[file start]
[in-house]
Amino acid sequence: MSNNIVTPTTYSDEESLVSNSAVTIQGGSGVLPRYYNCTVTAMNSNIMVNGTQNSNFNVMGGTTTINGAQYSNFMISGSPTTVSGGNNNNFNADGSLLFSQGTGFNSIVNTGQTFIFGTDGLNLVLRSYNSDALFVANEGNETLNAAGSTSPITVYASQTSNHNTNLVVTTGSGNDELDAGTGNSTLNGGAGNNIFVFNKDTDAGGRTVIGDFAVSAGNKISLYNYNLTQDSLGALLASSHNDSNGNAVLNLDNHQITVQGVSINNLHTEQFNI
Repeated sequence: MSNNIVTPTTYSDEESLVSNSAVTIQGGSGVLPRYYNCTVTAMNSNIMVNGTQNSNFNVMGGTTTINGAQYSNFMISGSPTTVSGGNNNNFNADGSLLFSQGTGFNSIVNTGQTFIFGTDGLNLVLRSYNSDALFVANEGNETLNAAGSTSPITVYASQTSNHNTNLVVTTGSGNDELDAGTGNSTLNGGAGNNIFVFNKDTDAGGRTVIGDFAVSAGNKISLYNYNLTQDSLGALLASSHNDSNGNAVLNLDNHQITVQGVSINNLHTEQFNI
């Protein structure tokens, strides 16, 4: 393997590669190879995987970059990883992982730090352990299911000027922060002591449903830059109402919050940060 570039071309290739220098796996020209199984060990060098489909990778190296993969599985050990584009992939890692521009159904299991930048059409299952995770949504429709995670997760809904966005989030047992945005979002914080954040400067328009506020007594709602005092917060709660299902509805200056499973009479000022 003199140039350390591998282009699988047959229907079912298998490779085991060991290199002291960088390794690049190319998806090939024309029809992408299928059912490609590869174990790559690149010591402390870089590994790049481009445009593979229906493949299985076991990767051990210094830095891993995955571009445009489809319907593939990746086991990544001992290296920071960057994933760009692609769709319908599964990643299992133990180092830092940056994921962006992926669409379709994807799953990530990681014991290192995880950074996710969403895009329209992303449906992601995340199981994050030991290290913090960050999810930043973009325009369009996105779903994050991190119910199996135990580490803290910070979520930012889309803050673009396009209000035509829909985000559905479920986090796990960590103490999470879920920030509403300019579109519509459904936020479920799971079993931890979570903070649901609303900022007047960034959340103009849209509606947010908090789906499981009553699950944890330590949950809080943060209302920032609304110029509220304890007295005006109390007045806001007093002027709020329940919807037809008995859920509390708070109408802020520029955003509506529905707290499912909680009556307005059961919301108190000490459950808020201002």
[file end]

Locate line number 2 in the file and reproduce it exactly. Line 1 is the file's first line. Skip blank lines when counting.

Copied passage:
Amino acid sequence: MSNNIVTPTTYSDEESLVSNSAVTIQGGSGVLPRYYNCTVTAMNSNIMVNGTQNSNFNVMGGTTTINGAQYSNFMISGSPTTVSGGNNNNFNADGSLLFSQGTGFNSIVNTGQTFIFGTDGLNLVLRSYNSDALFVANEGNETLNAAGSTSPITVYASQTSNHNTNLVVTTGSGNDELDAGTGNSTLNGGAGNNIFVFNKDTDAGGRTVIGDFAVSAGNKISLYNYNLTQDSLGALLASSHNDSNGNAVLNLDNHQITVQGVSINNLHTEQFNI